Free Public Lecture:

Apollo TV from the Moon

See the TV camera which brought us
“one giant leap for Mankind”

Stan Lebar and the Apollo 11 camera


In order to bring the world live television from the Moon, a team of Westinghouse engineers worked for 5 years to reduce
a 180kg studio camera down to a 3kg handheld camera that could operate in the extreme conditions on the lunar surface.

In doing so, they started the revolution of small handheld TV cameras we know today.

Hear Stan Lebar

Program Manager for the Westinghouse Apollo TV Camera

speak on the development of the Apollo 11 camera and its successors
(the TV camera developed for the Apollo-Soyuz Test Project in 1975
will also be on display at the Canberra lecture).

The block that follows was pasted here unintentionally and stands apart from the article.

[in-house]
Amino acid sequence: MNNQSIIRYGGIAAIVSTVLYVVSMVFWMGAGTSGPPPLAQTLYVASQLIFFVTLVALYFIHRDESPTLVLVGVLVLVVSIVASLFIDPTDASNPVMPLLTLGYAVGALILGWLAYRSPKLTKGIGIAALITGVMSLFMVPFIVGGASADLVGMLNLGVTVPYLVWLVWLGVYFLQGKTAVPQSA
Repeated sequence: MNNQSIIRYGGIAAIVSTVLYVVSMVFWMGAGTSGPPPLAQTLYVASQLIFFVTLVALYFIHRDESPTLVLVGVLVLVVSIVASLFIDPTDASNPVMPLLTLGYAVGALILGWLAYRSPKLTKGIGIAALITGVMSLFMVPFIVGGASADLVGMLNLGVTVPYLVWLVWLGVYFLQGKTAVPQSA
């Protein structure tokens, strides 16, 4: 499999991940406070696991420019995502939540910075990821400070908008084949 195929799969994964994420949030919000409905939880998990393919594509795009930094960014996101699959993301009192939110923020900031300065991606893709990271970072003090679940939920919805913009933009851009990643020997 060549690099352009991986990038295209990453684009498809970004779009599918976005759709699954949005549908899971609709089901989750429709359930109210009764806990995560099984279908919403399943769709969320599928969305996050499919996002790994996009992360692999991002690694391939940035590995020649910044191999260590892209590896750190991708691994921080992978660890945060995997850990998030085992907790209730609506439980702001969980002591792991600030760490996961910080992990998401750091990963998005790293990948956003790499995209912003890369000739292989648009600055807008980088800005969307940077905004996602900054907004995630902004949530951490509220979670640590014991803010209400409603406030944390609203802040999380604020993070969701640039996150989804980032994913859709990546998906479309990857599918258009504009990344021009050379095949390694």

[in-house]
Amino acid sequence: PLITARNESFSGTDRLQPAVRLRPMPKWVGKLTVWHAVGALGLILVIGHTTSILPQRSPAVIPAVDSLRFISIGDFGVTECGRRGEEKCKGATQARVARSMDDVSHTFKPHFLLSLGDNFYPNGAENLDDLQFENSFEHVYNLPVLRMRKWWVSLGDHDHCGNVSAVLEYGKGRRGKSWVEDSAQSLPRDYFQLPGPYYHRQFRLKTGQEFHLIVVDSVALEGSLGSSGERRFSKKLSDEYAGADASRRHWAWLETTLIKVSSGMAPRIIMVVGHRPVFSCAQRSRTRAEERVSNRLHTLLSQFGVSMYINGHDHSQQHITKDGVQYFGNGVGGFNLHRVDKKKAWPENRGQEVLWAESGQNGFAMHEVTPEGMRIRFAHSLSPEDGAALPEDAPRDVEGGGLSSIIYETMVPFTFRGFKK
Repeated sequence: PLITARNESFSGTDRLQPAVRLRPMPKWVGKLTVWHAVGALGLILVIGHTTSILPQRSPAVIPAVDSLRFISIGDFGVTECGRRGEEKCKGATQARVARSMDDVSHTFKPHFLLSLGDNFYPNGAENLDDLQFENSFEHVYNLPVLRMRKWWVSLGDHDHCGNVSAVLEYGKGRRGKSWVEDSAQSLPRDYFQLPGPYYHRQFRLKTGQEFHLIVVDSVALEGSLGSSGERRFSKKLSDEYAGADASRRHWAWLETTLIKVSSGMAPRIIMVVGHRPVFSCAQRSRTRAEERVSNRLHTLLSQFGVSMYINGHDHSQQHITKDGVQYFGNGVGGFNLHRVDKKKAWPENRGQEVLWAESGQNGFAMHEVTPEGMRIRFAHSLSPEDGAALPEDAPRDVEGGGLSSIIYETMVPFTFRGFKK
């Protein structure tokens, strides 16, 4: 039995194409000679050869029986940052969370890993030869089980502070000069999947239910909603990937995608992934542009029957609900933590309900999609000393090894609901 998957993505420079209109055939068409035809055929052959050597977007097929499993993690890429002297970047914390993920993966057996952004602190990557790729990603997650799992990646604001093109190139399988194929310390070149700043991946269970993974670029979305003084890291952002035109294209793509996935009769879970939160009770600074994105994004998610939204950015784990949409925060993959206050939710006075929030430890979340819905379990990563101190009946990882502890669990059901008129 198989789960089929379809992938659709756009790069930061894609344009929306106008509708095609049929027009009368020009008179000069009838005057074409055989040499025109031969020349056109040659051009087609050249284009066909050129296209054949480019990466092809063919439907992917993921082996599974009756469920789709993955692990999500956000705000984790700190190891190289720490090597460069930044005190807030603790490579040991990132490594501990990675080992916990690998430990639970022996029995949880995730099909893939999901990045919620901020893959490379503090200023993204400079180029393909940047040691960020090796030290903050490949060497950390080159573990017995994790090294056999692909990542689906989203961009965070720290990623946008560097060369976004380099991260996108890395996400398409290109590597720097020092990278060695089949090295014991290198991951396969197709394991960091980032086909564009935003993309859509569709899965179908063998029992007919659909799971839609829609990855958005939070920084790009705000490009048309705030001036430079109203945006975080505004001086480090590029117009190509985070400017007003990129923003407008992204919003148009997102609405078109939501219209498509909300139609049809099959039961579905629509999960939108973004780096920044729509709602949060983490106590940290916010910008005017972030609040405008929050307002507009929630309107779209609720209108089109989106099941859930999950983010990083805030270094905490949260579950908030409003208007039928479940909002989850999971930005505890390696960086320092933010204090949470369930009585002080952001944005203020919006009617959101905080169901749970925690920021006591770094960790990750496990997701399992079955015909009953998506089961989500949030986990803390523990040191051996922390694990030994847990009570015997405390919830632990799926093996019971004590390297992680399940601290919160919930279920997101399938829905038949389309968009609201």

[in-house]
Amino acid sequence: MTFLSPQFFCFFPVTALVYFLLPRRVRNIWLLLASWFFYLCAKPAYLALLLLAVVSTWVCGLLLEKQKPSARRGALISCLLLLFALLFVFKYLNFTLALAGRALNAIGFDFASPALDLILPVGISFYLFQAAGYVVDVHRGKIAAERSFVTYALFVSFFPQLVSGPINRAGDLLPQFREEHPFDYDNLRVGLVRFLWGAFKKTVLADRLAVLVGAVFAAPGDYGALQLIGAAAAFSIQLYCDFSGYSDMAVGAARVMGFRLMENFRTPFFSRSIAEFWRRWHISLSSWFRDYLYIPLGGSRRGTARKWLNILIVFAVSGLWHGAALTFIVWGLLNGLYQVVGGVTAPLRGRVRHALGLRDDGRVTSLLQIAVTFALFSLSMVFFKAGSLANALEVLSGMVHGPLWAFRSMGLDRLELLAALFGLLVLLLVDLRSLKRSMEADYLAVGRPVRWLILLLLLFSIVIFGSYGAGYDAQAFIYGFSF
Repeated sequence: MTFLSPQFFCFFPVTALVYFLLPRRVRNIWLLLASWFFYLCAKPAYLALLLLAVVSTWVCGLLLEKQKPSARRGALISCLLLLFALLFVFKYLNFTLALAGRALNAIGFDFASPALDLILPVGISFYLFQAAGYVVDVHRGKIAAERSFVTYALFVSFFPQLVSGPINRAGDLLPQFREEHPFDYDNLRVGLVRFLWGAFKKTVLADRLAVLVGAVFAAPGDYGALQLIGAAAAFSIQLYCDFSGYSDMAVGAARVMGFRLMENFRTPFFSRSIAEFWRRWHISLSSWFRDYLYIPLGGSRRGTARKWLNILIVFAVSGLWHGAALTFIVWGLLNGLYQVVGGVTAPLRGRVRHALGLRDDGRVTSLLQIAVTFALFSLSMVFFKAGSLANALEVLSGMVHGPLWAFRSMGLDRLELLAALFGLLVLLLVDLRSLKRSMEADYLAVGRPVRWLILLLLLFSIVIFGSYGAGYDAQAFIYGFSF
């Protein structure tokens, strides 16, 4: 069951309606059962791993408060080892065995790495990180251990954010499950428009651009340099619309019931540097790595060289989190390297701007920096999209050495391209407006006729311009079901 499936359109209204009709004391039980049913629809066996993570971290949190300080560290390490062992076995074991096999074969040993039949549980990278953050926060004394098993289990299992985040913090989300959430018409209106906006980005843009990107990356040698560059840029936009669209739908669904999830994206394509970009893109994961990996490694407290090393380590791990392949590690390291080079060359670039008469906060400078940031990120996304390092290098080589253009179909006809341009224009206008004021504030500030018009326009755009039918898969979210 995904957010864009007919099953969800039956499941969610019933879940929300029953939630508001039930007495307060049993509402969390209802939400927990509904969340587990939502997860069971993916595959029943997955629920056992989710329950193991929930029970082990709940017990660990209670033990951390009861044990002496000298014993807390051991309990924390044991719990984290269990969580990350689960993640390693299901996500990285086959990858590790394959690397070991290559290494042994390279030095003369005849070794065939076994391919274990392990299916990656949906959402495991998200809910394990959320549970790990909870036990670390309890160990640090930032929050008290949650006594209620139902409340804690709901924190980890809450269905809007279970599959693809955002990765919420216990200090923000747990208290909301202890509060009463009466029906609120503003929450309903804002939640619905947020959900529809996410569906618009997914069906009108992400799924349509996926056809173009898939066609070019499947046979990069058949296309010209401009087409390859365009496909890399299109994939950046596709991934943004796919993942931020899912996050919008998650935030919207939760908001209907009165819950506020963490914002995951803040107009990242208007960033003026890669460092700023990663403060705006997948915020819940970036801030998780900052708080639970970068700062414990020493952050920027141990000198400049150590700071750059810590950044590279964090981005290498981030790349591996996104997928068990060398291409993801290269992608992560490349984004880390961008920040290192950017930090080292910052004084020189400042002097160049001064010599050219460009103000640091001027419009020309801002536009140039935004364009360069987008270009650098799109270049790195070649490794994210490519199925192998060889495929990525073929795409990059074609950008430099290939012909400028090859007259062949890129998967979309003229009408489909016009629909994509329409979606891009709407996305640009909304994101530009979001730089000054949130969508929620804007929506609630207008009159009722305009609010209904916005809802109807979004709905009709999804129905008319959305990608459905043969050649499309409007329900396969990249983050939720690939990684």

This is a rare opportunity to learn first-hand how the most remembered
TV broadcast of the 20th Century was made possible.


7:30pm, Tuesday March 14th 2006

At the Monthly Meeting of the Sydney Space Frontier Society
in the Schools Briefing Room – Level 3
at the Powerhouse Museum, 500 Harris Street, Ultimo.

Free, no need to book.

On Street Parking available.
Entrance is via the Security Gatehouse to the car park in Macarthur Street.

Download PDF flyer below.

7:00pm, Thursday March 16th 2006

In the Peninsula Room at the National Museum of Australia
Lawson Crescent, Acton Peninsula. (map)

Free, no need to book.

Doors open at 6:30pm.

Download PDF flyer below.


Also learn about the key role of Australia in the first Moon landing,
and view never-before released footage of the Apollo 11 Moonwalk
as it was seen at the Honeysuckle Creek Apollo Tracking Station in the ACT.

A number of the Honeysuckle Creek Apollo veterans who received the TV from the Moon
will also be on hand at the Canberra lecture.

Neil Armstrong, just before he steps onto the surface of the Moon – Monday July 21 1969.

Photo taken at Honeysuckle Creek Tracking Station, Canberra.

Don’t forget to bring your camera!